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The purpose of this study was to determine the association between smoking and 90-day revision surgical procedures and readmissions following primary total joint arthroplasty using a single institutional database. When controlling for confounding factors using a multivariate analysis, our primary result indicated that current smokers had a significantly higher rate of septic reoperation compared with nonsmokers. Furthermore, each additional pack-year significantly contributed to total reoperations. Additionally, there was a trend toward significance (p = 0.053) in the difference between former smokers and current smokers with regards to any 90-day reoperation or nonoperative readmission. These findings are in concurrence with several prior studies that have shown minimal differences in total complications between former smokers and current smokers7,13,14.

Although previous studies have shown associations between tobacco smoking and postoperative complications, results have been controversial because of inadequate sample size and implementation of a univariate analysis. Given that the reported rates of periprosthetic joint infection and unplanned readmission have been reported as low as 0.7% for infection and 5.3% for unplanned readmission15,16, it is crucial to evaluate a large patient cohort to effectively assess the true risk of tobacco smoking in the population undergoing total joint arthroplasty. Møller et al. evaluated the risk of complications after total joint arthroplasty associated with smoking status, and Espehaug et al. evaluated the risk of complications after total hip arthroplasty associated with smoking status; however, both studies evaluated fewer than 1,000 current smokers. Møller et al. reported that smokers were at a significantly higher risk of any complications (OR, 3.2 [95% CI, 1.6 to 4.7]) after total joint arthroplasty, but Espehaug et al. noted that neither current nor former heavy smokers were at increased risk of revision total hip arthroplasty (OR, 2.7 [95% CI, 1.4 to 3.8])17,18. Small cohorts of patients undergoing total joint arthroplasty may explain the inconsistent results that persist throughout the smoking literature6,19-22. In this present study, 17,394 cases were evaluated, which provided a more robust analysis given the narrower confidence intervals.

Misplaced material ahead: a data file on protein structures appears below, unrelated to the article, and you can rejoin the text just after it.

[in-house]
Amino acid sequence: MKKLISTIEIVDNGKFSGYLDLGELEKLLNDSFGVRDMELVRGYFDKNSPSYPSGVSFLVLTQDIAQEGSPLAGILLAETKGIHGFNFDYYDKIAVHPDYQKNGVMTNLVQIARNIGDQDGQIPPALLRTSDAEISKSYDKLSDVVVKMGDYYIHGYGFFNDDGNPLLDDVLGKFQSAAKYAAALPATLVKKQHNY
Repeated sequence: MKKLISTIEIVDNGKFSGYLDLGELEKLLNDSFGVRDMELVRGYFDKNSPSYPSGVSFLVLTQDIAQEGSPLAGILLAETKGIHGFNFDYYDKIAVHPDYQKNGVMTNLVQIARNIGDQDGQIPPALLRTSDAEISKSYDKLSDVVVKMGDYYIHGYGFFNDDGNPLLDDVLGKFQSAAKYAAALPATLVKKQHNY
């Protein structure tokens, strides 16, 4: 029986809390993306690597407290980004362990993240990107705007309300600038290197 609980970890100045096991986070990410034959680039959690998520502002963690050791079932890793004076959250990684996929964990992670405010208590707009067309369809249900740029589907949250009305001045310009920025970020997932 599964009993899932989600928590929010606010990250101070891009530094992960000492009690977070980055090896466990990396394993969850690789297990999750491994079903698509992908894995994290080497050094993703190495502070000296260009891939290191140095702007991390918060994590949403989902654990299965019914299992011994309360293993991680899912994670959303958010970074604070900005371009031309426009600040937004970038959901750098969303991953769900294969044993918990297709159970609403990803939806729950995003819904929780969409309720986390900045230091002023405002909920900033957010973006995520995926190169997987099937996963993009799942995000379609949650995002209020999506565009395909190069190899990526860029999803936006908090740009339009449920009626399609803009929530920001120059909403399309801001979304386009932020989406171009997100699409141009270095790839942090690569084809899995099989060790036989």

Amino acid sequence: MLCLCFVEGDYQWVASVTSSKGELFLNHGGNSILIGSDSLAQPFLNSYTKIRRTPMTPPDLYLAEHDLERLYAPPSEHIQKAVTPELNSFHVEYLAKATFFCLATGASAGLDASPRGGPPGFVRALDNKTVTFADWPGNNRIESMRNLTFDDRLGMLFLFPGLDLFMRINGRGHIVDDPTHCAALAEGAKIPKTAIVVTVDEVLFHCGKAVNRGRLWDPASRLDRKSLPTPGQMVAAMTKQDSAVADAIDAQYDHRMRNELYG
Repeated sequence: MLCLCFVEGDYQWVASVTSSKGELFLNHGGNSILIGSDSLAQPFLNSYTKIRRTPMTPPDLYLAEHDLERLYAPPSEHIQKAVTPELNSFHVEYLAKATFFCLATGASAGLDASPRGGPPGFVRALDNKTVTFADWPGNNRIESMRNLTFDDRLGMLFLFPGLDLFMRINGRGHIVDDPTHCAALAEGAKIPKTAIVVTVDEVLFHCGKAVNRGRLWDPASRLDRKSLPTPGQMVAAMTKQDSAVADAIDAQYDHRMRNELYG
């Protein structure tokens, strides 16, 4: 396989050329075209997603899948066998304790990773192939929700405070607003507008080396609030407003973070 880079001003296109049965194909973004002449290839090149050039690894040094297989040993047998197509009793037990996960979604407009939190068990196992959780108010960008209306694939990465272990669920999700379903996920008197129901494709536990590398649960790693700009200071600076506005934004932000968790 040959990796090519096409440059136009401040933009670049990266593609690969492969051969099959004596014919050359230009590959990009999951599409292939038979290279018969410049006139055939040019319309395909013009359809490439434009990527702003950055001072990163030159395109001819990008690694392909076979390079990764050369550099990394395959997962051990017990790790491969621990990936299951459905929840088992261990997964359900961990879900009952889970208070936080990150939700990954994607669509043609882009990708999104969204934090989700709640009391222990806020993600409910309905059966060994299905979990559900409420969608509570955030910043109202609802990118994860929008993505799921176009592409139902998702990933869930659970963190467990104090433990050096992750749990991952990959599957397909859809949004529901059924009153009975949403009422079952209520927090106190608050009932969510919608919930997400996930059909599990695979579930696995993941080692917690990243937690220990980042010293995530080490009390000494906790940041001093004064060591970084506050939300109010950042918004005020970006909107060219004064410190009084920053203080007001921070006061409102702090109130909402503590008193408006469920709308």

Univariate analysis also has limitations. When using a univariate analysis to assess smoking status and postoperative complications, inherent comorbidity and demographic differences that may exist in the patient population are not accounted for. Within our cohort, current smokers were significantly younger than nonsmokers and had higher preoperative prevalence of chronic obstructive pulmonary disease, myocardial infarction, and peripheral vascular disease compared with nonsmokers. These findings were similar to those of Duchman et al.11, who reported that the mean age of current smokers was much lower than those of former smokers and nonsmokers (58.9 years compared with 68 years, p < 0.001). Additionally, studies have shown that cigarette smokers have increased cardiovascular disease23 and a higher risk of recurrent myocardial infarction24,25. Studies in colorectal and abdominal surgery indicate that patients with congestive heart failure have a higher risk of developing surgical site infections26,27. Thus, we performed a series of stacked multiple regressions to adjust the weighted effect of smoking status, packs per decade, and comorbidities, given the potential for colinearity among confounding variables. This analytic approach provides a more accurate, independent association of smoking status, packs per decade, and associated comorbidities with postoperative reoperations and readmissions.